​Sweden confirms mysterious foreign vessel entered its waters back in October

​Sweden confirms mysterious foreign vessel entered its waters back in October
Swedish Armed Forces have confirmed that a foreign submarine entered its waters. However, the military failed to determine which country the intruding vessel came from.

“The Swedish Armed Forces now confirm that a submarine violated Swedish territorial integrity. Results from the analysis following the intelligence operation conducted in October are unambiguous,”said a statement.

However, experts can’t “determine the nationality of the intruder.”

“There is no doubt, we have excluded all other explanations. Swedish territory has been seriously and unacceptably violated by a foreign power,” said Supreme Commander of the Swedish Armed Forces, Sverker Göranson, at a press conference.

The army says that several pieces of evidence led them to the conclusion.

They said that a picture taken “by a member of the public shows an object moving at a speed of approximately 1 knot.”

“The picture also shows the kind of spray that arises when water is pushed out of scuttles at the top of a submarine.”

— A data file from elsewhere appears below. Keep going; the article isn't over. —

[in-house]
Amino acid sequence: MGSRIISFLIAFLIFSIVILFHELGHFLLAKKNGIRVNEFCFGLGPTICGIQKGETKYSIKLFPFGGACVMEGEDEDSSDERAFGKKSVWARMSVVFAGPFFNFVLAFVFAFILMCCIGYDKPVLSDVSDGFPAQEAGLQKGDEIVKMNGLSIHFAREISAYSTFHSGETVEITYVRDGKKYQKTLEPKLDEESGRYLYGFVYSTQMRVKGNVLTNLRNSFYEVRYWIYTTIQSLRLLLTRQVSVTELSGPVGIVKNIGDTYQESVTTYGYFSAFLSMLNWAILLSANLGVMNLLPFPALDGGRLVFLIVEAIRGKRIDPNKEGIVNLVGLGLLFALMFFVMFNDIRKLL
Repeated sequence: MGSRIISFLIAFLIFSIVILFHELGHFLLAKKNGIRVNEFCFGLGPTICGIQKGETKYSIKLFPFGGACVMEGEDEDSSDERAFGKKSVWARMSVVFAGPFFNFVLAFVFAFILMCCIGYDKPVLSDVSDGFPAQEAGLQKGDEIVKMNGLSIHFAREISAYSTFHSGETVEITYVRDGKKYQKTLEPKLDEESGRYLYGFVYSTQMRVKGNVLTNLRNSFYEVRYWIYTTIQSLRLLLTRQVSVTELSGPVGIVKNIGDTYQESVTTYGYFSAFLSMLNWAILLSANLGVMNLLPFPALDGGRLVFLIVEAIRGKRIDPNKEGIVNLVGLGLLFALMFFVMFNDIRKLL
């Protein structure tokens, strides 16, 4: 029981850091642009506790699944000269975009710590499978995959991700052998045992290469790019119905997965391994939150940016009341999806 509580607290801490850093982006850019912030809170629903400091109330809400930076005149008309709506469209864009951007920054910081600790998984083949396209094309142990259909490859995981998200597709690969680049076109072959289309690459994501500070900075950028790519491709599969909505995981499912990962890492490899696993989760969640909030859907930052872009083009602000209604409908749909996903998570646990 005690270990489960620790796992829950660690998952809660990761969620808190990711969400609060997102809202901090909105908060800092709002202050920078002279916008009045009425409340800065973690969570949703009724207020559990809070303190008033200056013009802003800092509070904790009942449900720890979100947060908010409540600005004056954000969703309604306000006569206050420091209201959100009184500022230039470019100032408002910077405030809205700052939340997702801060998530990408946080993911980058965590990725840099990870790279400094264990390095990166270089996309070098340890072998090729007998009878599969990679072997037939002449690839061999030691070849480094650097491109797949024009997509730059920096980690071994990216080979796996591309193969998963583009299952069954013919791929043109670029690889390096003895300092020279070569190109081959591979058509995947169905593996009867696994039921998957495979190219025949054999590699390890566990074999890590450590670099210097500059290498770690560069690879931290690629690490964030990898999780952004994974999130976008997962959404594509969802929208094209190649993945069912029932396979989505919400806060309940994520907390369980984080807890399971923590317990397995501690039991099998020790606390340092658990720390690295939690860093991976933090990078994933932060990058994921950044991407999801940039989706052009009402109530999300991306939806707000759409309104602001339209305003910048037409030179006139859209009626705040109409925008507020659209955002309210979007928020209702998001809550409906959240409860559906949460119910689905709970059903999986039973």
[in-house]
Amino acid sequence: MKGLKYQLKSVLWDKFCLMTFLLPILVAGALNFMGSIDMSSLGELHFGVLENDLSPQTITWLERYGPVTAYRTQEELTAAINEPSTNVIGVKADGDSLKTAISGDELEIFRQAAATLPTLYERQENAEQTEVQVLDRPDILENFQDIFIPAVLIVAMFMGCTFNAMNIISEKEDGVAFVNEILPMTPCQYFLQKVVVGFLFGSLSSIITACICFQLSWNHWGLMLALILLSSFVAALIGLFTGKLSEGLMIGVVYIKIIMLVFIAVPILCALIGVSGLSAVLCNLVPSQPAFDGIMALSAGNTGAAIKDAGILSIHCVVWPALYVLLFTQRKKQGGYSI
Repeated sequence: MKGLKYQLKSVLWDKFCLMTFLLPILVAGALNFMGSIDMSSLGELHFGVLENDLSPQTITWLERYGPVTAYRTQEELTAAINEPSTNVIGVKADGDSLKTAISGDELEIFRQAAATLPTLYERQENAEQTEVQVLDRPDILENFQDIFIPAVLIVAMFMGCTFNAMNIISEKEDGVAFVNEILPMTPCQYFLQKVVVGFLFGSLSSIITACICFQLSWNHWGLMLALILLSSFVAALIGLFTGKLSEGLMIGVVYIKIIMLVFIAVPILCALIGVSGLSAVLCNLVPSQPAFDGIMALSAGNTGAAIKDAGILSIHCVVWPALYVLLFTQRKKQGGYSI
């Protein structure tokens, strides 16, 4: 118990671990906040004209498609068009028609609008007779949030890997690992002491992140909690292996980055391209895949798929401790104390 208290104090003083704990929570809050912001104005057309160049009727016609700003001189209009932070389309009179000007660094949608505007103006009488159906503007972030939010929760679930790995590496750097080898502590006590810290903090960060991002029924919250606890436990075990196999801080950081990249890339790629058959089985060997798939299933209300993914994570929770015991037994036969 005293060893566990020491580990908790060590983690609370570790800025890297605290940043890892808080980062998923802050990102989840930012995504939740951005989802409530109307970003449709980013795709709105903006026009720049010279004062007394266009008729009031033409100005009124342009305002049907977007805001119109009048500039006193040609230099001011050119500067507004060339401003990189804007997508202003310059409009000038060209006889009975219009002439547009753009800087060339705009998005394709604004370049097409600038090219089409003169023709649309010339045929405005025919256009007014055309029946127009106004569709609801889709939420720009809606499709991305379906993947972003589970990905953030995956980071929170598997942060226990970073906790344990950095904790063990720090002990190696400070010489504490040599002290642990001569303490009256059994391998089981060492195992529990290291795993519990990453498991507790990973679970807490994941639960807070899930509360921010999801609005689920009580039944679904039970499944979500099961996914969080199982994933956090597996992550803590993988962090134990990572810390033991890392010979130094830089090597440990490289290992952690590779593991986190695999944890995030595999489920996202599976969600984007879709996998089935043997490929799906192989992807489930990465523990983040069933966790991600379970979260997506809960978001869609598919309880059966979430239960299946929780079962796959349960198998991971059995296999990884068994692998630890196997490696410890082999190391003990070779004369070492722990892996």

Swedish Armed Forces added that its sensors also confirmed echoes in the area and “recently made traces were found on the bottom.”

“Each of these observations has a high credibility. Together with other observations, and a confirmed submarine, they generate a pattern. Thus, the intelligence operation confirms that a foreign power has violated Swedish territorial integrity. The gravity of this is obvious,” added Göranson.

A photo shows an object travelling southwards at a speed of one knot inside Swedish waters October 15, 2014. (Reuters/Claudio Bresciani/TT News Agency)

According to Prime Minister Stefan Löfven, who was also present at the conference, Sweden will create a new national security committee.

“We will defend our territorial integrity using all means at our disposal," he said, as cited by The Local . "There is no doubt that there has been a territorial violation of our waters".

Sweden’s Defense Minister Peter Hultqvist told The Local after the press conference that the country has “a security environment around us that has changed in a negative way."

"I think that there is a new security situation in the Baltic Sea...so we have a new environment and we have to handle that," he said.

On October 17, Sweden started its biggest military operation in the Baltic Sea since the Cold War, explaining that the troops were engaged in a search for possible “foreign underwater activity.”

The Swedish media alleged the operation could be a hunt for a “damaged Russian submarine” in the area. But Moscow has repeatedly denied the accusations.

Sweden announced it was ready to use force if it detects any foreign submarine in the waters of the Stockholm Archipelago.

The Swedish Navy’s efforts to find the elusive foreign activity cost the country €2.2 million ($2.8 million). According to the latest draft budget published in the wake of the naval operation, Stockholm plans to increase military spending for 2015 by $93.7 million.